10conditional licenses issued pursuant to Section 18117.
11(d) Establishing standards for the cultivation, manufacturing,
12transportation, storage, distribution, provision, donation, and sale
13of medical marijuana and medical marijuana products.
14(e) Establishing procedures for the issuance, renewal,
15suspension, denial, and revocation of conditional licenses.
16(f) Imposing a penalty authorized by this part or any rule or
17regulation adopted pursuant to this part.
18(g) Taking action with respect to an application for a conditional
19 license in accordance with procedures established pursuant to this
21(h) Overseeing the operation of the Medical Marijuana
22Regulation Fund and the Special Account for Environmental
23Enforcement, established pursuant to Section 18118.
24(i) Consulting with other state or local agencies, departments,
25representatives of the medical marijuana community, or public or
26private entities for the purposes of establishing statewide standards
28(j) Certifying laboratories to perform testing of medical
(a) On or before July 1, 2017, the bureau shall
31promulgate regulations for implementation and enforcement of
32this part, including, but not limited to, all of the following:
33(1) Procedures for the issuance, renewal, suspension, denial,
34and revocation of conditional licenses.
35(2) Procedures for appeal of fines and the appeal of denial,
36suspension, or revocation of conditional licenses.
37(3) Application, licensing, and renewal forms and fees.
38(4) A time period in which the bureau shall approve or deny an
39application for a conditional license pursuant to this part.
40(5) Qualifications for licensees.
P13 1(6) Standards for certification of testing laboratories to perform
2random sample testing of all medical marijuana products, including
3standards for onsite testing.
4(A) Certification of testing laboratories shall be consistent with
5general requirements for the competence of testing and calibration
6activities, including sampling, using standard methods established
7by the International Organization for Standardization, specifically
9(B) These requirements shall apply to all entities, including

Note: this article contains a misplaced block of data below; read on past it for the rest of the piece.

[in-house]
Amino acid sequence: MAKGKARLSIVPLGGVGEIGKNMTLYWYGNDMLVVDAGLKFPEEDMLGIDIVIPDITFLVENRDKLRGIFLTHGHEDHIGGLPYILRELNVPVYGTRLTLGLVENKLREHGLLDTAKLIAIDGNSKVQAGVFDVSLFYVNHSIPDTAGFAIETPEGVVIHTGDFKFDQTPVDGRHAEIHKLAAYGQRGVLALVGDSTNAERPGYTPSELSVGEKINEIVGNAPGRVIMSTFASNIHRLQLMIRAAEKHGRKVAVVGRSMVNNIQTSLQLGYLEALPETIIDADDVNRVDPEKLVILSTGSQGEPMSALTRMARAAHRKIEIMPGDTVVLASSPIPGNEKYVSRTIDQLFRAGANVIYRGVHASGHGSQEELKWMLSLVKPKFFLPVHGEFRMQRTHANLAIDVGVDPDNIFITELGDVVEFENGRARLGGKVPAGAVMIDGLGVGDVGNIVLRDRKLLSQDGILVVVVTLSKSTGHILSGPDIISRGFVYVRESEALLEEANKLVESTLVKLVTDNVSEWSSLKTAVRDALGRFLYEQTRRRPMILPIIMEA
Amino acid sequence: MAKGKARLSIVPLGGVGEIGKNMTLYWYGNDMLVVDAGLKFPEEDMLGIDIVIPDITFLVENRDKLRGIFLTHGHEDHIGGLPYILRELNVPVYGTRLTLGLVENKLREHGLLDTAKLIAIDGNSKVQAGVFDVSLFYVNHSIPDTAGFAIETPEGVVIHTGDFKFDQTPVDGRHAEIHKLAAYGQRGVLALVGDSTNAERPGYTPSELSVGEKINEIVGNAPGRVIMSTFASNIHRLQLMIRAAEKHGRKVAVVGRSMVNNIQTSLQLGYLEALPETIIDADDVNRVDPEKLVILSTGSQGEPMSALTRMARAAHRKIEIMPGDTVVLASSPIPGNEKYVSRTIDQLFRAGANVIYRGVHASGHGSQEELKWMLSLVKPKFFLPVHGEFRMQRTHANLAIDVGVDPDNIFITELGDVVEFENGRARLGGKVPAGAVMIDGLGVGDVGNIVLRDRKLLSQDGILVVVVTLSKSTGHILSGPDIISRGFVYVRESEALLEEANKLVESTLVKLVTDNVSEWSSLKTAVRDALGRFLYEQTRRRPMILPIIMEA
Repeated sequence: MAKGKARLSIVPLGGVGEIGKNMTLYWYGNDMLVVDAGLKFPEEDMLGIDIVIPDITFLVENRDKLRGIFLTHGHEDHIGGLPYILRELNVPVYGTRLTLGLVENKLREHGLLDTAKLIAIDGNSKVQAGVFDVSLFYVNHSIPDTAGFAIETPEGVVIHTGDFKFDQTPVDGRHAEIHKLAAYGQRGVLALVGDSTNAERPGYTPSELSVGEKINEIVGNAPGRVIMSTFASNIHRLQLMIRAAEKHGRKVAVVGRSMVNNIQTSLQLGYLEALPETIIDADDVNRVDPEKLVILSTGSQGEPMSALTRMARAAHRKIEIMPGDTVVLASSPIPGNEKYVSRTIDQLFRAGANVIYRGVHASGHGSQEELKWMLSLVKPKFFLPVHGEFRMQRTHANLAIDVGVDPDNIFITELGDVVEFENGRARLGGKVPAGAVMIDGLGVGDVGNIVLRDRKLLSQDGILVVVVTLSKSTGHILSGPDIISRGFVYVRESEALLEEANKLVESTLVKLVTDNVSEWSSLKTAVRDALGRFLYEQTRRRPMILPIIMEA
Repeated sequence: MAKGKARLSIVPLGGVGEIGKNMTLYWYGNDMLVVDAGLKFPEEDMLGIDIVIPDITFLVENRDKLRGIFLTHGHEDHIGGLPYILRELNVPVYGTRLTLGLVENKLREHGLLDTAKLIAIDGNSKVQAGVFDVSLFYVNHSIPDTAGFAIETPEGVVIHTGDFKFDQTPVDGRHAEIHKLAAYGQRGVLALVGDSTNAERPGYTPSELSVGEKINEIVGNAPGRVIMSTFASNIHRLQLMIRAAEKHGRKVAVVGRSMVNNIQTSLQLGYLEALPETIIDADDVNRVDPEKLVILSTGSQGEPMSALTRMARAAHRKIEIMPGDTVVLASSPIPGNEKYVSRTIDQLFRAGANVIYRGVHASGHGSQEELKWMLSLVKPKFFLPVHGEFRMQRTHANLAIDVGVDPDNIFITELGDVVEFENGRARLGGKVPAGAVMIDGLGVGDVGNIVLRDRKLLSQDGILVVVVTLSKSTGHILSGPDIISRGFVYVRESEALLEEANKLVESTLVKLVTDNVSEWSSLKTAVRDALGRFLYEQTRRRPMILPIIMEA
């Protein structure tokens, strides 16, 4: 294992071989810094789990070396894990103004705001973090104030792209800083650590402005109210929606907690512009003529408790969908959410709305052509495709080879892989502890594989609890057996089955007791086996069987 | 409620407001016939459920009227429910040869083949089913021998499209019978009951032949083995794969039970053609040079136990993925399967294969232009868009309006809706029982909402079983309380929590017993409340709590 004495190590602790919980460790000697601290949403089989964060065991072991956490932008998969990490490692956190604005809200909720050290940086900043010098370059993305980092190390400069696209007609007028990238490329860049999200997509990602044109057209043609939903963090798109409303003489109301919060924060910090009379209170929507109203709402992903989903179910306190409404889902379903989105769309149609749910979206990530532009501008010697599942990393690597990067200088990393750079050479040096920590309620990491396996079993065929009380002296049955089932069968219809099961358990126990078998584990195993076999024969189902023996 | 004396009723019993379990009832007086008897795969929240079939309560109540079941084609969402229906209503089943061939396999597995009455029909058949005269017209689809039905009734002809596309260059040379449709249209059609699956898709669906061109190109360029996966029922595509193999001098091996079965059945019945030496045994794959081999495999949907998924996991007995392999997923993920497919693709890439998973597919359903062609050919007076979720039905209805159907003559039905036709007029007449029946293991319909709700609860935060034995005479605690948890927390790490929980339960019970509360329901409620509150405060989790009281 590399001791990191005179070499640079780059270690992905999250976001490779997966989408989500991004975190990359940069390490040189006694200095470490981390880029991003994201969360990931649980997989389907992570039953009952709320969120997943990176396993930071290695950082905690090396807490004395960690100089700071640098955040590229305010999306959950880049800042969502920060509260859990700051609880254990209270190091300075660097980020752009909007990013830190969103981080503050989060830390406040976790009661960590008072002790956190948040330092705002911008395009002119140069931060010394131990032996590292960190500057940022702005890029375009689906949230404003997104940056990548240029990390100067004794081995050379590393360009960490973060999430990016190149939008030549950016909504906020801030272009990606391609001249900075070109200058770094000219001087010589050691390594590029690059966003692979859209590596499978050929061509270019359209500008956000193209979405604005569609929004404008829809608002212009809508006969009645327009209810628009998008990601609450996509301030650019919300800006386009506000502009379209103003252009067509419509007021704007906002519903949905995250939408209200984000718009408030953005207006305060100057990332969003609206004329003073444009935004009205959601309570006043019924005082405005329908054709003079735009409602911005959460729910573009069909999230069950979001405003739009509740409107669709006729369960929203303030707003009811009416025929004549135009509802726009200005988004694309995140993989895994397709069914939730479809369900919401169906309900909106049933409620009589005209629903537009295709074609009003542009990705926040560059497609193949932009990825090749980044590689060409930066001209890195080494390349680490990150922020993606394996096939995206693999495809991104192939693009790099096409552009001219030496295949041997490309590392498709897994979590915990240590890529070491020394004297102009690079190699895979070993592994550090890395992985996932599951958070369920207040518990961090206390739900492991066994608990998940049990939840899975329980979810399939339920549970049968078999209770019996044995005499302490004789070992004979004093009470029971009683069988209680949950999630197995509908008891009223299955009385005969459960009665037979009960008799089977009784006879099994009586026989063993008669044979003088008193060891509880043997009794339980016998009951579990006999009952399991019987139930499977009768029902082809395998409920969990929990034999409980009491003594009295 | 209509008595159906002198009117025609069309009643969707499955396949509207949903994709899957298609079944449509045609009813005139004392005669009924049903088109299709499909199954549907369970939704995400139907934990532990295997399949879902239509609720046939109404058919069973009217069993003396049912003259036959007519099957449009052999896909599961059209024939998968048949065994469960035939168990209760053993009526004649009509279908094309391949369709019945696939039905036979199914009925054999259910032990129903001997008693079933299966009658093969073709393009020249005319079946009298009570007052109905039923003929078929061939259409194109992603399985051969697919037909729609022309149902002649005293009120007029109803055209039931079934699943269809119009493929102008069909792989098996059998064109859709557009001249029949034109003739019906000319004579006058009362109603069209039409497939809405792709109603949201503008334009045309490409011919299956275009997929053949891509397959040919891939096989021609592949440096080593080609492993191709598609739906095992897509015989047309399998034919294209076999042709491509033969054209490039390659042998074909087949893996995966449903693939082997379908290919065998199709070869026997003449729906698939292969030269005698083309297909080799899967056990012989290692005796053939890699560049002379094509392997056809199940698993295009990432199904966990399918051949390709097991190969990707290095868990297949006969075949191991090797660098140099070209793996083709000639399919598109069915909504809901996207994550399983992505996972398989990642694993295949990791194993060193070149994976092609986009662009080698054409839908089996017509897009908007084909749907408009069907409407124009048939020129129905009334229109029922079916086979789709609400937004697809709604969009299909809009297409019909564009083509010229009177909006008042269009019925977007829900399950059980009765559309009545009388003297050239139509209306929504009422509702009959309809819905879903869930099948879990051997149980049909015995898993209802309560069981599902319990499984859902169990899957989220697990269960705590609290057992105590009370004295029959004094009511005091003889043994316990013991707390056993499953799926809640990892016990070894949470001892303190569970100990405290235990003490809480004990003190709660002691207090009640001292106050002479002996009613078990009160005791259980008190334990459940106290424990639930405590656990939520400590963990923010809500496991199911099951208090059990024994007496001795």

10third-party laboratories, engaged in the testing of medical marijuana
11pursuant to this part.
12(7) Requirements to ensure conformance with
13analogous to state statutory environmental, agricultural, consumer
14protection, and food and product safety requirements. At a
15minimum, these standards shall do all of the following:
16(A) Prescribe sanitation standards analogous to the California
17Retail Food Code (Part 7 (commencing with Section 113700) of
18Division 104 of the Health and Safety Code) for food preparation,
19storage, handling, and sale of edible medical marijuana products.
20(B) Require that edible medical marijuana products produced,
21distributed, provided, donated, or sold by licensees shall be limited
22to nonpotentially hazardous food, as established by the State
23Department of Public Health pursuant to Section 114365.5.
24(C) Require that facilities in which edible medical marijuana
25products are prepared shall be constructed in accordance with
26 applicable building standards, health and safety standards, and
27other state laws.
28(D) Provide that weighing or measuring devices used in
29connection with the sale or distribution of medical marijuana are
30required to meet standards analogous to Division 5 (commencing
31with Section 12001).
32(E) Require that the application of pesticides or other pest
33control in connection with the indoor or outdoor cultivation of
34medical marijuana shall meet standards analogous to Division 6
35(commencing with Section 11401) of the Food and Agricultural
36Code and its implementing regulations.
37(b) On or before July 1, 2017, the bureau shall also promulgate
38regulations for minimum statewide health and safety standards
39and quality assurance standards associated with the cultivation,
40transport, storage, manufacture, and sale of all medical marijuana
P14 1produced in this state. Consistent with Section 18126, local
2agencies shall have primary responsibility for enforcement of these
3standards in accordance with bureau regulations.
4(c) The bureau shall not issue a conditional license unless the
5applicant has met all of the requirements of this part, including the
6requirements of paragraph (4) of subdivision (d) of Section 18110.
The chief shall keep a complete record of all facilities
8issued a conditional license. This record shall be made available
9on the bureau’s Internet Web site.
The bureau shall establish procedures to provide state
11and local law enforcement, upon their request, with 24-hour access
12to information to verify a conditional license, track transportation
13manifests, and track the inventories of facilities issued a conditional
This part shall in no way supersede the provisions of
16Measure D, approved by the voters of the City of Los Angeles on
17the May 21, 2013, ballot for the city, which granted medical
18marijuana businesses and dispensaries qualified immunity
19consistent with the terms of the measure and local ordinances.
20Notwithstanding the provisions of this part, marijuana businesses
21and dispensaries subject to the provisions of Measure D and its
22qualified immunity shall continue to be subject to the ordinances
23and regulations of the City of Los Angeles.
The following persons are exempt from the requirement
28of licensure under this part:
29(a) A patient who cultivates, possesses, stores, manufactures,
30or transports marijuana exclusively for his or her personal medical
31use and who does not sell, distribute, donate, or provide marijuana
32to any other person or entity.
33(b) A primary caregiver who cultivates, possesses, stores,
34manufactures, transports, or provides marijuana exclusively for
35the personal medical purposes to no more than five specified
36qualified patients for whom he or she is the primary caregiver
37within the meaning of Section 11362.7 of the Health and Safety
38Code and who does not receive remuneration for these activities,